Friday, 25 April 2008

Armenian News

New Armenian Cabinet Formed
By Emil Danielyan and Ruzanna Khachatrian

President Serzh Sarkisian completed the formation of his coalition
government on Monday with the appointment of five more ministers,
among them an influential figure close to his predecessor Robert

Under Armenia's constitution, the new government has to submit its
policy program to parliament for a vote of confidence within the next
20 days. Such a vote is a mere formality as the National Assembly is
overwhelmingly controlled by Sarkisian's Republican Party (HHK) and
three other parties that signed a power-sharing with him last month.

Eleven of the 17 cabinet ministers named by Sarkisian since his April
9 inauguration occupied the same positions in the previous government
that stepped down following last February's presidential election.
The most prominent of the other ministers is Armen Gevorgian, the
longtime head of the presidential administration and Kocharian's
confidante. In an indication of Kocharian's continuing influence on
government affairs, Gevorgian, 34, was appointed as deputy prime
minister and minister for local government in place of another
influential figure, Hovik Abrahamian. Abrahamian, who was Sarkisian's
election campaign manager, will now serve as the chief of the new
president's staff.

The other newcomers are Defense Minister Seyran Ohanian, Foreign
Minister Eduard Nalbandian, Finance Minister Tigran Davtian,
Transport and Communications Minister Gurgen Sargsian and Minister
for Emergency Situations Mher Shahgeldian. Sargsian and Shahgeldian
were picked because of their affiliation with the Orinats Yerkir
Party of Artur Baghdasarian, who finished third in the disputed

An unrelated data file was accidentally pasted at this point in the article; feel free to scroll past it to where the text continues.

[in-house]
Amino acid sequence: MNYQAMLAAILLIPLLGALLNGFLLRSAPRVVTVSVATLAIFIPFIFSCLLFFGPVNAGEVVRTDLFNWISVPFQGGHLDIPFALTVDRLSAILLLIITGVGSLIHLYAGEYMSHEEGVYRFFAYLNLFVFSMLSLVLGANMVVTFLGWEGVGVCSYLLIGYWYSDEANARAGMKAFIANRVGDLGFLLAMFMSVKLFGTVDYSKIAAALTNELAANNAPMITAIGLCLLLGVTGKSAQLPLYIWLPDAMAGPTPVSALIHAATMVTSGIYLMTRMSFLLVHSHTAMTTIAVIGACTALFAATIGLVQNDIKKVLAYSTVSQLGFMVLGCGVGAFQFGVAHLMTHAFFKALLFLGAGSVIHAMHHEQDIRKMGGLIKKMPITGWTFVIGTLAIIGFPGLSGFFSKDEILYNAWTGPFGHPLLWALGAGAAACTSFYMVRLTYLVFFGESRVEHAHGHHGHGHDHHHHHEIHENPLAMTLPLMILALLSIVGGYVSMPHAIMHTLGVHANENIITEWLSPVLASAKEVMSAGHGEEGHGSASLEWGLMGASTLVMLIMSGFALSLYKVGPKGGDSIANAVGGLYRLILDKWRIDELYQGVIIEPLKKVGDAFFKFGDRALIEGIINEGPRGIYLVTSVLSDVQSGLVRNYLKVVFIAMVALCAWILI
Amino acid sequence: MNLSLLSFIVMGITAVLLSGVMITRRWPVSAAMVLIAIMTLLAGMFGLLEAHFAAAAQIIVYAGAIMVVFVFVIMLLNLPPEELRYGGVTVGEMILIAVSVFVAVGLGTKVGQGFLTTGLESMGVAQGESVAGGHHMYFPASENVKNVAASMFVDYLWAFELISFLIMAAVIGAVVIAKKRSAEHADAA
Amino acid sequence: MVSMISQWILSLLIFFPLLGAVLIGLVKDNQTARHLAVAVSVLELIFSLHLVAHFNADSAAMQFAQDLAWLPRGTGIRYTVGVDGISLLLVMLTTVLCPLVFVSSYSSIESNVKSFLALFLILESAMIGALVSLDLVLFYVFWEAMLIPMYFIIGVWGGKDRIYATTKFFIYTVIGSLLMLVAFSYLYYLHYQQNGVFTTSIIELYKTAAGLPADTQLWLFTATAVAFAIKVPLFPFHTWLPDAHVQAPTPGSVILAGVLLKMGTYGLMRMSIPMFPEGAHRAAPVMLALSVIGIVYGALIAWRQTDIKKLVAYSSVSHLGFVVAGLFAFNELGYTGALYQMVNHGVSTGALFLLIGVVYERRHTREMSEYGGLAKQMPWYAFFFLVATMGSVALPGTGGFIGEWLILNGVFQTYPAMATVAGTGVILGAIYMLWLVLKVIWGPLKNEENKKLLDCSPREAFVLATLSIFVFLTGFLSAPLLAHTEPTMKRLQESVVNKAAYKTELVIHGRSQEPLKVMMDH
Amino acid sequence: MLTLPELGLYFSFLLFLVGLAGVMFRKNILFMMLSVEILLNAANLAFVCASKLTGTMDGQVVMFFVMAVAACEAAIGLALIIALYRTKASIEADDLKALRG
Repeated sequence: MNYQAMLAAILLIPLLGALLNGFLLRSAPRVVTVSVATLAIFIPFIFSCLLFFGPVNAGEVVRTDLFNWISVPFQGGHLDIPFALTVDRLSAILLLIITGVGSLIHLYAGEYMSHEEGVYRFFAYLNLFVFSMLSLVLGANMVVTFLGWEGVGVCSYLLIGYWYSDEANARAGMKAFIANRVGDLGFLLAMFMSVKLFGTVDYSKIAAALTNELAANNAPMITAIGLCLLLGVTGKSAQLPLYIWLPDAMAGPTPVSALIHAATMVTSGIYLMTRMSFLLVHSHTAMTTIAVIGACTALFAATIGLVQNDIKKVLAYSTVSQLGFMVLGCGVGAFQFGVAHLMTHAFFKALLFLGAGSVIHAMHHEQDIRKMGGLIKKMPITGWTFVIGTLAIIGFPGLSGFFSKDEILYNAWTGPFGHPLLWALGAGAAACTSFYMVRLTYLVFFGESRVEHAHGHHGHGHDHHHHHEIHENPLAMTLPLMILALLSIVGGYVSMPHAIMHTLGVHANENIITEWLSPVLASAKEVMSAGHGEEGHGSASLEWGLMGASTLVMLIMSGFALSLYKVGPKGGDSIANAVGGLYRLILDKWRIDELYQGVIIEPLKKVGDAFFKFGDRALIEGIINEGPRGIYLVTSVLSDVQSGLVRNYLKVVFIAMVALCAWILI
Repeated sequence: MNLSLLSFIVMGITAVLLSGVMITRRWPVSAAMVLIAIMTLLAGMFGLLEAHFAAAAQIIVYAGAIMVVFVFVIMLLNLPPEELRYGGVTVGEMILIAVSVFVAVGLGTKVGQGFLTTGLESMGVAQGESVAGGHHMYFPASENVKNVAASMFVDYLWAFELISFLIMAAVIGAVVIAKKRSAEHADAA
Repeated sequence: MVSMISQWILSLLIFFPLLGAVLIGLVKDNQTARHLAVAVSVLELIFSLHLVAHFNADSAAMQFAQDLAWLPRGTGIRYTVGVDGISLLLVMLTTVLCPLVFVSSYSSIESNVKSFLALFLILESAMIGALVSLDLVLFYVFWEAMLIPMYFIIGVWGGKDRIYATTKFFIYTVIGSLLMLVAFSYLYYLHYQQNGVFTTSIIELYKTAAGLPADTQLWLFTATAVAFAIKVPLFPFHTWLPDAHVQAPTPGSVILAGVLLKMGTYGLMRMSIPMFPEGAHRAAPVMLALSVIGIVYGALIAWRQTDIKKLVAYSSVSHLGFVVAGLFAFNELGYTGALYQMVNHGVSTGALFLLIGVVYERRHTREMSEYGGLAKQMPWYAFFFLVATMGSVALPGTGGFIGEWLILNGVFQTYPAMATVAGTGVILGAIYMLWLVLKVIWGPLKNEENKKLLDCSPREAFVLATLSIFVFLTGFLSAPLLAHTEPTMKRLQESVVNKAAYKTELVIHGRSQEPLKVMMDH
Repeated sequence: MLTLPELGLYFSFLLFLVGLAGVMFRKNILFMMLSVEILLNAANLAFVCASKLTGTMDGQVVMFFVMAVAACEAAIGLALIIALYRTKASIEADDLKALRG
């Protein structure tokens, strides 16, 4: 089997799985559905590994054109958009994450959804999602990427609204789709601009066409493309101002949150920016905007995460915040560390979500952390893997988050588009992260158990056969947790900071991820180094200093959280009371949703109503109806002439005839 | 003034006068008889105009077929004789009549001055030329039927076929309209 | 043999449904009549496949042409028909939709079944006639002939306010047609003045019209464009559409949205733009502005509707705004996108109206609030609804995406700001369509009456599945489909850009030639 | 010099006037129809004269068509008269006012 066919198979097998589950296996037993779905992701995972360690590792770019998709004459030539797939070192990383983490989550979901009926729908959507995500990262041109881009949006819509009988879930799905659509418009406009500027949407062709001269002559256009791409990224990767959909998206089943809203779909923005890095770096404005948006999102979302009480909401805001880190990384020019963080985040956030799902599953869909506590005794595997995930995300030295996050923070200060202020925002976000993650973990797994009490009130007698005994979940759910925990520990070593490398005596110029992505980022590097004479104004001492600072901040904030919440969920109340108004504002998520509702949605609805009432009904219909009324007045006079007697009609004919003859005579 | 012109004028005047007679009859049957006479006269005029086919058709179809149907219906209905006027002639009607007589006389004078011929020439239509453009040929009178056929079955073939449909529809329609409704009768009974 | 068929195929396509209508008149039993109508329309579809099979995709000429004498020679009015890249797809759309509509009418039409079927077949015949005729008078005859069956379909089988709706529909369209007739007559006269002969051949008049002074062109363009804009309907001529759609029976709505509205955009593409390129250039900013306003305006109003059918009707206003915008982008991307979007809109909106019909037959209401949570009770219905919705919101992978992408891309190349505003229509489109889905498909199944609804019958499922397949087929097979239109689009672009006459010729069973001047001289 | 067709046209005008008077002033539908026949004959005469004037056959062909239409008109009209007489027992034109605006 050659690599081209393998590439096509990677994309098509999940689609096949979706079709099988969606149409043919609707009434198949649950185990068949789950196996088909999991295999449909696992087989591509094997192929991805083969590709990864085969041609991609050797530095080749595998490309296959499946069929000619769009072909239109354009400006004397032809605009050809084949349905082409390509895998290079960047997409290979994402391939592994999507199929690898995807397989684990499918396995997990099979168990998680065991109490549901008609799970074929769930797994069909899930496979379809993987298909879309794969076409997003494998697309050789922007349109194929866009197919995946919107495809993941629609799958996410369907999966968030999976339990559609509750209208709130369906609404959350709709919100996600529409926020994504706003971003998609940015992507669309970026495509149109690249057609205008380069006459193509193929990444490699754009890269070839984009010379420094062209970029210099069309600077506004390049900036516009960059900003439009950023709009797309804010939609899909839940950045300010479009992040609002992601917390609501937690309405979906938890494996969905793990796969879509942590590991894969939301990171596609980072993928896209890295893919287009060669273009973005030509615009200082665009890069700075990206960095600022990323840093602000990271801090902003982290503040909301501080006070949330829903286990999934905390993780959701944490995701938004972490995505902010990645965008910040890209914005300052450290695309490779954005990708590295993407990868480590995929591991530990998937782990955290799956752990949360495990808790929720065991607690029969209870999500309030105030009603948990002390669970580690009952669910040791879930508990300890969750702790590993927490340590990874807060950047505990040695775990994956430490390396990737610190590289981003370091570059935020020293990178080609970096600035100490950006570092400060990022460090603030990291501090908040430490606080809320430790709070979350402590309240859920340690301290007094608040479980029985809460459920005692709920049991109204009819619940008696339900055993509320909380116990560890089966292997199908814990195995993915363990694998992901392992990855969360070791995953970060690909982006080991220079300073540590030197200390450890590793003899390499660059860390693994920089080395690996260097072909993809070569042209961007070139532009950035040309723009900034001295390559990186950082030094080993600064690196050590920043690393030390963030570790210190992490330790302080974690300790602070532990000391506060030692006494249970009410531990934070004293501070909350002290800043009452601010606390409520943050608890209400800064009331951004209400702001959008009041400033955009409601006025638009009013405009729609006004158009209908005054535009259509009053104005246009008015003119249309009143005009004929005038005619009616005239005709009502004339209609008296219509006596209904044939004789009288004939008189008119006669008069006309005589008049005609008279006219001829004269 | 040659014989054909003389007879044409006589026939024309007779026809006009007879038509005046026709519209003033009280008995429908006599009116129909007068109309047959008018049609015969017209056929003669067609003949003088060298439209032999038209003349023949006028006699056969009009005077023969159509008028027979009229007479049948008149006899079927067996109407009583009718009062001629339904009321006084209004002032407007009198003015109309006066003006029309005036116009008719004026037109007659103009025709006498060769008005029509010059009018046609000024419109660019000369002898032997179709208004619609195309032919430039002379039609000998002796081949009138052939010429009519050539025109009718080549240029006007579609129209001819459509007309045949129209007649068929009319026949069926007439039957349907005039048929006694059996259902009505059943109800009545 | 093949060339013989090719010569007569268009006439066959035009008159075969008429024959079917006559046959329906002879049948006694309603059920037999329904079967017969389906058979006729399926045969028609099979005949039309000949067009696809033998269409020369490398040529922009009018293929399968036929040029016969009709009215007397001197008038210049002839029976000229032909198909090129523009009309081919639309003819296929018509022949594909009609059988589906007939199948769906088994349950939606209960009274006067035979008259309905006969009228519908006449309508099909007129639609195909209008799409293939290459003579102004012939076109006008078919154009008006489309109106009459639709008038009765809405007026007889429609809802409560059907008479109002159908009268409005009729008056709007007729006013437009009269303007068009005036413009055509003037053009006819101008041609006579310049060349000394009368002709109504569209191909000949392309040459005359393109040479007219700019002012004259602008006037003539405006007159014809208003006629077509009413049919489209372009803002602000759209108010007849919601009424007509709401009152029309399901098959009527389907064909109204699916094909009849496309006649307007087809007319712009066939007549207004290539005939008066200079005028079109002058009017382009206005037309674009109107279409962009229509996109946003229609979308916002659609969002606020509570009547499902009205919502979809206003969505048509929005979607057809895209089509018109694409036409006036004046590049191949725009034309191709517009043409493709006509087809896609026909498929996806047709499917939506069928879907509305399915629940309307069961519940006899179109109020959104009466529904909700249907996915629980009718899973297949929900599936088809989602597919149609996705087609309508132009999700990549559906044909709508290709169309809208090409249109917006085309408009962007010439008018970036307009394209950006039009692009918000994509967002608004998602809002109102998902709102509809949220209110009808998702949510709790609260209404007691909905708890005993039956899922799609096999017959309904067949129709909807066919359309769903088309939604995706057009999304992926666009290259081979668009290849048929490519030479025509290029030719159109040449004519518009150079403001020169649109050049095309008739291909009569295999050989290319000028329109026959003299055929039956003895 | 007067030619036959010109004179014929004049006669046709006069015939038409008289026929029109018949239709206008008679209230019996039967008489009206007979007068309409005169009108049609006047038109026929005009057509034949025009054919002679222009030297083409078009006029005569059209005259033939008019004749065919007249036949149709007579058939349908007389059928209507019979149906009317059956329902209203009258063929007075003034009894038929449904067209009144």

The HHK's two other coalition partners, the Prosperous Armenia Party
(BHK) and the Armenian Revolutionary Federation (Dashnaktsutyun),
each retained their three ministerial portfolios. Dashnaktsutyun
members, in particular, will continue to run the ministries of social
affairs, education and agriculture.

A Dashnaktsutyun leader, Hrant Markarian, told RFE/RL earlier this
month that the nationalist party is seeking to increase its presence
in the government with `more influential positions' relating to
defense, law-enforcement or finances. The party harbored similar
hopes in the run-up to the May 2007 parliamentary elections. However,
they were dashed by the HHK's landslide victory in the polls.

Dashnaktsutyun subsequently decided to challenge Sarkisian in the
presidential ballot. Its candidate, Vahan Hovannisian, strongly
criticized government policies during the election campaign and
called for sweeping personnel changes in the highest echelons of power.

Hovannisian on Monday downplayed the apparent lack of such changes in
the cabinet formed by Sarkisian. `The ministers will work the way the
president and the prime minister will instruct them to,' he told RFE/
RL. `If new conditions of work are set for them, it will be clear
before the end of this year who is really capable of doing a good
job, not being corrupt and being in real control of their spheres.'

Hovannisian said in that regard he has high expectations from the new
Prime Minister Tigran Sarkisian (no relation to Serzh). `I know him
as a specialist of the highest level, and as prime minister, he will
manage to implement programs that will enable us to move forward,' he

Speaking to university students in Yerevan on March 12, President
Sarkisian hinted that the new government will be radically different
from the previous one. `There will be changes which many people do
not expect,' he said. Few of those changes proved unexpected, though.